I don’t tend to be an advocate of not-great movies. However, if a mediocre (or bad) movie holds a true nugget of wisdom, I am certainly not above digging it out and sharing it when I believe it to be helpful.
The movie “Meet the Robinsons” is one such case. It was not great. All it truly offered was one part with the power to make one laugh every single view. This one little nugget of share-worthy wisdom, the one which genuinely moved me, created an “ah-ha” moment is the driving force illuminating the bright side.
The main character accidentally traveled to the future and has been taken in by a very eccentric family. The traveler tries to show the eccentric family an invention, and it goes disastrously wrong. As he awaits their fury and begins to retreat into humiliation, a strange thing happens. They cheer for him.
Are you thinking, “Okay, what’s the point of humiliation and how can retreating possibly progress career aspirations?” Thing is, we’ve all experienced humiliation… but how we react to humbleness often defines personal AND professional success or failure…
Getting back to the movie, they celebrate his mistake and bring him to an understanding that it is only by failing that you can ever succeed.
As one (of many, I’m sure) who had never considered this notion before, it hit me pretty hard. Not in a position to deny or confirm, this moment may or may not have brought a tear to my eye. My “ah-ha” moment forced me to ask: how long have I prolonged my success by not embracing my failures?
Of course, the idea of celebrating failure seems oxymoronic. It goes against everything we’ve been socially, culturally, and professionally trained, it goes against our instincts, and, worst of all, it threatens the ego. Truth is (?), we have an inherent need to feel in-control and accepted at all times, and we will protect that need at all costs… even if it means stagnation.
Tom Harford states that the ego is the enemy of improvement, and in so many ways he is right. Sometimes, the idea of being wrong, rejected, or otherwise humiliated is so overwhelming that we will avoid anything (even something great) that bears the potential (Can you say network avoidance due to fear of rejection—I certainly can).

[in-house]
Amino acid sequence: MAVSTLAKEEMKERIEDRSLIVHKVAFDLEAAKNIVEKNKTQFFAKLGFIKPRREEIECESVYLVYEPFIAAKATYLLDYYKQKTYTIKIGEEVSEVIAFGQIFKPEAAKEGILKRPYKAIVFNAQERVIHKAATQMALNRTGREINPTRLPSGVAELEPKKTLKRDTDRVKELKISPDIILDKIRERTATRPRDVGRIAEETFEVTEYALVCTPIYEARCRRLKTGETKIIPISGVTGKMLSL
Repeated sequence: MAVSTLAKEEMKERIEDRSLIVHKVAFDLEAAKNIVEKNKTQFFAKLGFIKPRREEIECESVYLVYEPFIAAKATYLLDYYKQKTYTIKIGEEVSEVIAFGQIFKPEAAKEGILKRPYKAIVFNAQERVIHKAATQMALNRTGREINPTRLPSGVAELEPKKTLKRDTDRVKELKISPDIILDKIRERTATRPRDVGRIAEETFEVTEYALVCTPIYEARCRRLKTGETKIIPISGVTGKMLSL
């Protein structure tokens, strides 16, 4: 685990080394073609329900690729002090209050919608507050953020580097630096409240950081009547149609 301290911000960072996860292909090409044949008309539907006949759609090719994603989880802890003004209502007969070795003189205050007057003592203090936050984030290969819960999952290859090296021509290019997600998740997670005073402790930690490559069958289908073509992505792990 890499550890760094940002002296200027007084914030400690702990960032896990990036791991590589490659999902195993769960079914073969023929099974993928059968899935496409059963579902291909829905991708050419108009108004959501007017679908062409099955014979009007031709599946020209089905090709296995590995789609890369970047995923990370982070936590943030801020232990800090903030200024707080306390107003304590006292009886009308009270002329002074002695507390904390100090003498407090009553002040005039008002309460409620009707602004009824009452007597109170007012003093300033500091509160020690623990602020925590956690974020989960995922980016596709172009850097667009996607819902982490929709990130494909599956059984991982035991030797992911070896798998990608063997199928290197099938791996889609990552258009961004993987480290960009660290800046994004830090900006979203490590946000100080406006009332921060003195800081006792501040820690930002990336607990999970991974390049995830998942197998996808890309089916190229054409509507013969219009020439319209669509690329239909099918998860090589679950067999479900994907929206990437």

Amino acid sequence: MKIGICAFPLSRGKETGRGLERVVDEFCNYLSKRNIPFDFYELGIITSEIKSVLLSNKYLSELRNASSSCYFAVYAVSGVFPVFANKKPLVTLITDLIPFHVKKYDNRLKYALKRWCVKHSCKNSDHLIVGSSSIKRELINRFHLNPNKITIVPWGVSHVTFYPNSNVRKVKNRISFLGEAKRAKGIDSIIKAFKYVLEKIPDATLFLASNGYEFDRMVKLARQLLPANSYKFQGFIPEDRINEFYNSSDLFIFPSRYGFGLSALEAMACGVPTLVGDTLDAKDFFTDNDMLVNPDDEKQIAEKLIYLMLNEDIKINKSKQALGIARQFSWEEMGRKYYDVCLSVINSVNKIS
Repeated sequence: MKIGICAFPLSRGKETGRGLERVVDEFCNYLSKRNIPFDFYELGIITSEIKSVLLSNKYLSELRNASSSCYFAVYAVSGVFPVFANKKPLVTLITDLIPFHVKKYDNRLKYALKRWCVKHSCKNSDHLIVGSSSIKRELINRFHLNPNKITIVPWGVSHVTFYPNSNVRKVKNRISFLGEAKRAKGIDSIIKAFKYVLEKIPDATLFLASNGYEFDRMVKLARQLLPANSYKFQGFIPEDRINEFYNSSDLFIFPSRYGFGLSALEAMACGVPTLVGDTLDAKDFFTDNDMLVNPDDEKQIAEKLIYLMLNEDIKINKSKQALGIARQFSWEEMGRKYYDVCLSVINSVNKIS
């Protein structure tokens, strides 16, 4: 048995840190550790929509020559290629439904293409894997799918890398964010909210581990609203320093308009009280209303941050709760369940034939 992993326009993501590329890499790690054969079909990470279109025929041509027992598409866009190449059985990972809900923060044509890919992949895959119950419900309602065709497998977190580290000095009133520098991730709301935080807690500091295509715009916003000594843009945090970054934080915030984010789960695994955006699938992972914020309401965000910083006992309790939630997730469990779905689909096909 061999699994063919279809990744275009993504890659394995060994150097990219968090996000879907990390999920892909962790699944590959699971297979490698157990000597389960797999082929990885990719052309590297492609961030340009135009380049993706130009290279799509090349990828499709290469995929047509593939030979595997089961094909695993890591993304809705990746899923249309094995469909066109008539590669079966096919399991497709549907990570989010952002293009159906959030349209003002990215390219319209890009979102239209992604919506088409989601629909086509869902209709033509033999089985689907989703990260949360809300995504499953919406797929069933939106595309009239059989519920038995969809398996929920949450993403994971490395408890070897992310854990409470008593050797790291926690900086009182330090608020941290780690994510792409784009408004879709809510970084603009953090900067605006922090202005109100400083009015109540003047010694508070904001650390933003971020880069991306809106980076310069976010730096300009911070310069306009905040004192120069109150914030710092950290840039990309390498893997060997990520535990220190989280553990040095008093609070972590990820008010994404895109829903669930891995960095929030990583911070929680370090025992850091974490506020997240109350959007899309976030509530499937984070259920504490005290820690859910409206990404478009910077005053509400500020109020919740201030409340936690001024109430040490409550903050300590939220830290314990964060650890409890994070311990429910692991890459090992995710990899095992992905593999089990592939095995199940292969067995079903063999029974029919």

Let’s look at a couple of the factors behind failure’s massive intimidation factor.
Past Experience – Embarrassing moments from the past can stick out in your mind like a bad scene in a movie. If you had a physical reaction when it happened, chances are it’s magnified when you look back on it. One way to get caught up in an avoidance quagmire is by repeating negative thoughts you had about yourself in that moment. “I’m so stupid,” “I’ll never live this down,” “this always happens to me.”
This may seem harmless; it may seem like something you can’t help. But it isn’t harmless by eroding self-esteem, which only makes it harder to make better decisions or handle situations better in the future. Good news is, self-doubt is entirely something you can do something about. Take time to affirm and visualize events in a positive light… to believe is the first step to becoming.
Future Implications – There is a big difference between planning for a negative outcome and expecting one. Often we take our bad experiences from the past and project them onto our futures, and we most often do this inaccurately.
Our brains are hard-wired to make short-term predictions based on past experiences. The front-polar cortex, the front-most part of your brain, is what tells you to expect a light to come on when you flip a switch and gives you three different scenarios in the event you run that stop sign.
Problems are encountered by allowing our overactive imaginations to do this job instead. No matter what statistics you may have heard, you can still fear lightning in the same place you were last time it struck.
I am not suggesting the disregard of caution. I am suggesting the disposal of irrational fears that hold us back from our true and great selves, and to understand the difference between the two.
Allowing the irrational fears of an overactive imagination to stop you from trying is failure at its worst.
* Does a bad breakup keep you from dating?
* Would a bad interview bring your job search to a halt?
Slipping does not mean your next step will find you sliding. Quite the opposite, slipping often allows great insight while bestowing greater resolve to take advantages of opportunities to the fullest. Can you think of anyone who has not slipped? Unfortunately we all know someone who has slipped and allowed that one misstep to take control of their personal and professional life.
Ultimately YOU have control. It is up to you to act on a failure and conquer self-induced fears. The key is to be honest with yourself about past mistakes, the risks involved in current decisions, and the line between your reputation and who you know yourself to actually be. This can free you to take calculated risks and act with the kind of confidence that allows you to claim your rightful place in this world.
Personally inviting you to share your stories, send questions and professional stories my way.
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Rikki Payne, Career Consultant, Editor, and Writer, firstname.lastname@example.org
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Education Career Services: www.edu-cs.com
West Orlando News Online, Event and Career Columnist: http://westorlandonews.com